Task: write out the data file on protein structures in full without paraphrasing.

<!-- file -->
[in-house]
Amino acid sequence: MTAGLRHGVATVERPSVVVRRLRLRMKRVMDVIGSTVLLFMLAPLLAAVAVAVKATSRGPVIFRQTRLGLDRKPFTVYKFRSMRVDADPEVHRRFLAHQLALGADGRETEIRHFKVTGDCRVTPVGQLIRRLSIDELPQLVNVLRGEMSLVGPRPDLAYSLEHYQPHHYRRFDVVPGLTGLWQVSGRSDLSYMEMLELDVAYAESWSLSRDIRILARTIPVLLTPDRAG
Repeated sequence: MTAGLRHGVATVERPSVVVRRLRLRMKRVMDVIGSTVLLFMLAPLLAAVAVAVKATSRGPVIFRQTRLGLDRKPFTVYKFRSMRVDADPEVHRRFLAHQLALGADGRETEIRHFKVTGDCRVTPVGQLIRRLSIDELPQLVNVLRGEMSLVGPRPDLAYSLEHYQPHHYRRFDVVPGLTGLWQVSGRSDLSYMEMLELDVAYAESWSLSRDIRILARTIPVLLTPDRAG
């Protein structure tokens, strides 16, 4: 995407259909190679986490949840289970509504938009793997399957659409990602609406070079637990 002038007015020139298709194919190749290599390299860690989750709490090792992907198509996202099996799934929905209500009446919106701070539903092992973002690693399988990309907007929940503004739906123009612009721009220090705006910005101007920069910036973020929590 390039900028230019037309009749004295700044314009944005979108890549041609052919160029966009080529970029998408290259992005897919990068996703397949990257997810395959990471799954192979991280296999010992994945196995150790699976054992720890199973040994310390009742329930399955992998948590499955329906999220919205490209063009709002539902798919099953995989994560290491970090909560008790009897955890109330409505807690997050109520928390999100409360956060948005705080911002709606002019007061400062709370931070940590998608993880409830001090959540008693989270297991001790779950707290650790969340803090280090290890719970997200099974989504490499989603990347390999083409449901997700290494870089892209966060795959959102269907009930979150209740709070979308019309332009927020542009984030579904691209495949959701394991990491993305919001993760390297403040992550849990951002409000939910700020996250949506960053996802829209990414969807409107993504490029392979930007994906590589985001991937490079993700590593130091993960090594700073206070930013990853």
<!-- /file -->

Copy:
[in-house]
Amino acid sequence: MTAGLRHGVATVERPSVVVRRLRLRMKRVMDVIGSTVLLFMLAPLLAAVAVAVKATSRGPVIFRQTRLGLDRKPFTVYKFRSMRVDADPEVHRRFLAHQLALGADGRETEIRHFKVTGDCRVTPVGQLIRRLSIDELPQLVNVLRGEMSLVGPRPDLAYSLEHYQPHHYRRFDVVPGLTGLWQVSGRSDLSYMEMLELDVAYAESWSLSRDIRILARTIPVLLTPDRAG
Repeated sequence: MTAGLRHGVATVERPSVVVRRLRLRMKRVMDVIGSTVLLFMLAPLLAAVAVAVKATSRGPVIFRQTRLGLDRKPFTVYKFRSMRVDADPEVHRRFLAHQLALGADGRETEIRHFKVTGDCRVTPVGQLIRRLSIDELPQLVNVLRGEMSLVGPRPDLAYSLEHYQPHHYRRFDVVPGLTGLWQVSGRSDLSYMEMLELDVAYAESWSLSRDIRILARTIPVLLTPDRAG
């Protein structure tokens, strides 16, 4: 995407259909190679986490949840289970509504938009793997399957659409990602609406070079637990 002038007015020139298709194919190749290599390299860690989750709490090792992907198509996202099996799934929905209500009446919106701070539903092992973002690693399988990309907007929940503004739906123009612009721009220090705006910005101007920069910036973020929590 390039900028230019037309009749004295700044314009944005979108890549041609052919160029966009080529970029998408290259992005897919990068996703397949990257997810395959990471799954192979991280296999010992994945196995150790699976054992720890199973040994310390009742329930399955992998948590499955329906999220919205490209063009709002539902798919099953995989994560290491970090909560008790009897955890109330409505807690997050109520928390999100409360956060948005705080911002709606002019007061400062709370931070940590998608993880409830001090959540008693989270297991001790779950707290650790969340803090280090290890719970997200099974989504490499989603990347390999083409449901997700290494870089892209966060795959959102269907009930979150209740709070979308019309332009927020542009984030579904691209495949959701394991990491993305919001993760390297403040992550849990951002409000939910700020996250949506960053996802829209990414969807409107993504490029392979930007994906590589985001991937490079993700590593130091993960090594700073206070930013990853």